- The Warfront queue now requires a minimum item level of 320.
This 11-word announced hotfix has, predictably, set off a firestorm of protest among WoW players — mostly Alliance. And in my opinion, they have a point. Whether by design or stupidity and tone-deafness, Blizz has shown undeniable favoritism to Horde players in this entire Warfronts debacle. It is now pretty clear that the most lucrative part of Warfronts is not the part where your faction controls Arathi, rather the part where you compete to get it, and that is where Blizz decided Horde should start. By all accounts, 340 and higher gear has almost been raining from the sky — one of my guildies has a brand new 120 Horde character that started Warfronts at 280-ish ilevel, and as of yesterday was at 335.
Probably such largesse is excessive, so from that aspect it was almost inevitable that it would be cut back. No argument there. But to allow one faction to cash in on what was certainly a mistake, at the very clear expense of the other faction — sorry, but this is a new level of hubris even for Blizz. Worse, the faction that has been favored is the one Blizz chose to portray as honorless baby butchers who engage in some of the most horrific acts of terrorism. Yes, this is a computer game, but surely there must be some baseline sense of morality and fairness.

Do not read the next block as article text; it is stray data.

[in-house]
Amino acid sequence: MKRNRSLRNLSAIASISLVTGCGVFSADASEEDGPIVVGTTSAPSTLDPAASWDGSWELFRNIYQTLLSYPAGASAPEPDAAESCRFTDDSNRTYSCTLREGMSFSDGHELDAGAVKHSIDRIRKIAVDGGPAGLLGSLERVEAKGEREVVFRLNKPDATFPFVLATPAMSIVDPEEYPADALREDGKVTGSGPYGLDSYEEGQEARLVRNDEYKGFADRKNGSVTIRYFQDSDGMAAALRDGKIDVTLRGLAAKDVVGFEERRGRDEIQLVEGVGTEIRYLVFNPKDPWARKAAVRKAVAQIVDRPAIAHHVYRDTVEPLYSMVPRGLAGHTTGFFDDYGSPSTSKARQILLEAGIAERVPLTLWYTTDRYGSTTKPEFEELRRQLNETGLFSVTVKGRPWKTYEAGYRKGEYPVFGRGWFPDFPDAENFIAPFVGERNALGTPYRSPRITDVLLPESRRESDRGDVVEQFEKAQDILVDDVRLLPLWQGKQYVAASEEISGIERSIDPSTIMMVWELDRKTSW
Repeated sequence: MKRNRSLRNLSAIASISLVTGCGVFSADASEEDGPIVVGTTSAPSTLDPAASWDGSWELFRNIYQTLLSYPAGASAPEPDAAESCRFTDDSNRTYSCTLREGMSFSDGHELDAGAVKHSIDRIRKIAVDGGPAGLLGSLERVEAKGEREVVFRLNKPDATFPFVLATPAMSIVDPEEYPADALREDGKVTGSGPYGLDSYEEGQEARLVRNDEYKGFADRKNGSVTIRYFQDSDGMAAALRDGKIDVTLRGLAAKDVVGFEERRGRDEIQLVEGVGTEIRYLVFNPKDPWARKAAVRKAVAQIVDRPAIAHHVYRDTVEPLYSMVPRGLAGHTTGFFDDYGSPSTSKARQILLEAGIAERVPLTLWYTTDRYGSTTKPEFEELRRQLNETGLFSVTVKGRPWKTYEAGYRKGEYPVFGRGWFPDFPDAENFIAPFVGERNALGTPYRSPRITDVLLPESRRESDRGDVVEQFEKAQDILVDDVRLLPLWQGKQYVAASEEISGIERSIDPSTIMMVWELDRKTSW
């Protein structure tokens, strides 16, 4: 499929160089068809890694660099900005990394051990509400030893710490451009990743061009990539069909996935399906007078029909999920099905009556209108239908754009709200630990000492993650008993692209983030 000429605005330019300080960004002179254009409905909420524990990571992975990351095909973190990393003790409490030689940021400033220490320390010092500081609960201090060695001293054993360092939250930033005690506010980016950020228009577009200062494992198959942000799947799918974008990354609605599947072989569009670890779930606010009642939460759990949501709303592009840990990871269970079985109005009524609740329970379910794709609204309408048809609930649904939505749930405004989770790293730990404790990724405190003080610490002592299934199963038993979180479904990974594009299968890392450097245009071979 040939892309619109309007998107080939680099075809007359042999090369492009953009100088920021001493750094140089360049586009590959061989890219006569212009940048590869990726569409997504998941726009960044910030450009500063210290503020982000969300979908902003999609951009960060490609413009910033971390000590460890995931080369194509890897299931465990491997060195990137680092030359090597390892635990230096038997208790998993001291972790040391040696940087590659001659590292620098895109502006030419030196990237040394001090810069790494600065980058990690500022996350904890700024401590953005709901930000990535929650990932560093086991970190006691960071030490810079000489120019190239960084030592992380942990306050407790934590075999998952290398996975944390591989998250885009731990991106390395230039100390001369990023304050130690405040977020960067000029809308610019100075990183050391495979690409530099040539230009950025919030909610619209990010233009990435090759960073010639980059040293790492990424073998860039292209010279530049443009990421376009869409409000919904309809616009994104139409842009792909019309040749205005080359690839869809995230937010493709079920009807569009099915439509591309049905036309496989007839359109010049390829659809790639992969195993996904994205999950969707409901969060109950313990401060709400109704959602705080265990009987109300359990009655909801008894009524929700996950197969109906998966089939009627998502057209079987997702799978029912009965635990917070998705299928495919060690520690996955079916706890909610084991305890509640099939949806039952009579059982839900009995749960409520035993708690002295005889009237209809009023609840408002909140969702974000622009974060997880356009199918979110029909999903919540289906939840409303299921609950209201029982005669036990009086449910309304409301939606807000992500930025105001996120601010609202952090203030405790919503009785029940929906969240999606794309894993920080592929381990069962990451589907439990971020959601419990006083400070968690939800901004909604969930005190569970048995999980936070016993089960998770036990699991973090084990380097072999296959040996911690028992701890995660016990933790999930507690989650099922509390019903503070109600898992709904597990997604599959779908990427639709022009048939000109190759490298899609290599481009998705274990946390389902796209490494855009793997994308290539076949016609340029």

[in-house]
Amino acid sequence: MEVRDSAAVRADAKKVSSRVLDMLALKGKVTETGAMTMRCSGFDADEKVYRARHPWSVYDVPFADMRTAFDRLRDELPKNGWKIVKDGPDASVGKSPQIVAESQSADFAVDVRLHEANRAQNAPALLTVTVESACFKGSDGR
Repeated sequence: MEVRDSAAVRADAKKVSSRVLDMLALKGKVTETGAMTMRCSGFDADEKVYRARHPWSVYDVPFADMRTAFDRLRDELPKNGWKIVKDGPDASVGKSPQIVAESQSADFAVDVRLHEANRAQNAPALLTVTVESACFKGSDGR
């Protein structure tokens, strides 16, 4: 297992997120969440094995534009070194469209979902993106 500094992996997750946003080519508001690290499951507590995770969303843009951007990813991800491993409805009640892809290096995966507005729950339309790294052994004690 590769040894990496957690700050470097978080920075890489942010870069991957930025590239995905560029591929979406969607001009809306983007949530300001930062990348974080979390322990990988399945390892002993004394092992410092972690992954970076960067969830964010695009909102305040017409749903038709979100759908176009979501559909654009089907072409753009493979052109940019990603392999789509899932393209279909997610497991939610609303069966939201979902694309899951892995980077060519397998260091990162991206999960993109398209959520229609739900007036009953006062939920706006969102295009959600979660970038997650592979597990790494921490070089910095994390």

So, lots to unpack here. First up, Warfronts. This “feature” of the expansion has been a dismal failure since the beginning, compounded by Blizz’s ham-handed non-approach to fixing the most egregious problems. The mechanics of it were never really fully explained to players, or if they were, it was in a kind of mumbling disjointed manner. It became clear after the first day that the Horde had gotten the best deal in terms of who played what role for the start. And when many players finally realized the slow-moving progression of the event, they were unhappy. Blizz had touted Warfronts as one of the major new exciting features of Battle for Azeroth, and for at least half of the player base the feature seemed to be a real bait-and-switch. It is, after all, hard to feel pulse-pounding excitement over an event that unfolds at a glacial pace over the course of weeks. Still, Alliance players finally understood that our turn was coming, albeit slowly, and in the long run it would all even out. Thus, this latest change to limit Alliance participation by gear level seems like a gigantic slap in the face.